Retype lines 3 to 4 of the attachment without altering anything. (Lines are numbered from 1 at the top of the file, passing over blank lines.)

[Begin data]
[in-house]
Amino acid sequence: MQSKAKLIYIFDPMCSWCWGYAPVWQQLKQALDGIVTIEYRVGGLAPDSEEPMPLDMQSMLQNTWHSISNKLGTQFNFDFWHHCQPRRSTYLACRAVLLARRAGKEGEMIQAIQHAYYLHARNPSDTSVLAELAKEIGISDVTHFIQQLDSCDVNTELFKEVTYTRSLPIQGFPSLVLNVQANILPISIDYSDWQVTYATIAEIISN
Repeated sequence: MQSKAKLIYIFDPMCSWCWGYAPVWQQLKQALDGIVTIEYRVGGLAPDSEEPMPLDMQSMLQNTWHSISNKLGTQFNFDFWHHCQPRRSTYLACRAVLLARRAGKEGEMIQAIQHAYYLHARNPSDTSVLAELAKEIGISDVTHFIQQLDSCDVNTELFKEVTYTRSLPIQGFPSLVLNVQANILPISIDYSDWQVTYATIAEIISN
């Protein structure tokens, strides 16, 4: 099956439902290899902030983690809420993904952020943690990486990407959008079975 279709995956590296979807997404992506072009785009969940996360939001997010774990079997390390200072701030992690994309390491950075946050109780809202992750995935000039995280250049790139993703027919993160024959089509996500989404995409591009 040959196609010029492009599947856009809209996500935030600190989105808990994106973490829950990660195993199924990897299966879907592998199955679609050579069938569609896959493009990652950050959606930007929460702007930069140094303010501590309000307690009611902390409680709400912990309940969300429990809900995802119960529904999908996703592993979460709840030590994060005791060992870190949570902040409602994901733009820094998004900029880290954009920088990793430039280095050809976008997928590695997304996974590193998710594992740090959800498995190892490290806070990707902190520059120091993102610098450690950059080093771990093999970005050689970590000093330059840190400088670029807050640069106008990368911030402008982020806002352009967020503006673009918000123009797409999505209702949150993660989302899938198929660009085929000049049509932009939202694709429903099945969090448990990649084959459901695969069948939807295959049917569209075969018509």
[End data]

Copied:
Repeated sequence: MQSKAKLIYIFDPMCSWCWGYAPVWQQLKQALDGIVTIEYRVGGLAPDSEEPMPLDMQSMLQNTWHSISNKLGTQFNFDFWHHCQPRRSTYLACRAVLLARRAGKEGEMIQAIQHAYYLHARNPSDTSVLAELAKEIGISDVTHFIQQLDSCDVNTELFKEVTYTRSLPIQGFPSLVLNVQANILPISIDYSDWQVTYATIAEIISN
């Protein structure tokens, strides 16, 4: 099956439902290899902030983690809420993904952020943690990486990407959008079975 279709995956590296979807997404992506072009785009969940996360939001997010774990079997390390200072701030992690994309390491950075946050109780809202992750995935000039995280250049790139993703027919993160024959089509996500989404995409591009 040959196609010029492009599947856009809209996500935030600190989105808990994106973490829950990660195993199924990897299966879907592998199955679609050579069938569609896959493009990652950050959606930007929460702007930069140094303010501590309000307690009611902390409680709400912990309940969300429990809900995802119960529904999908996703592993979460709840030590994060005791060992870190949570902040409602994901733009820094998004900029880290954009920088990793430039280095050809976008997928590695997304996974590193998710594992740090959800498995190892490290806070990707902190520059120091993102610098450690950059080093771990093999970005050689970590000093330059840190400088670029807050640069106008990368911030402008982020806002352009967020503006673009918000123009797409999505209702949150993660989302899938198929660009085929000049049509932009939202694709429903099945969090448990990649084959459901695969069948939807295959049917569209075969018509």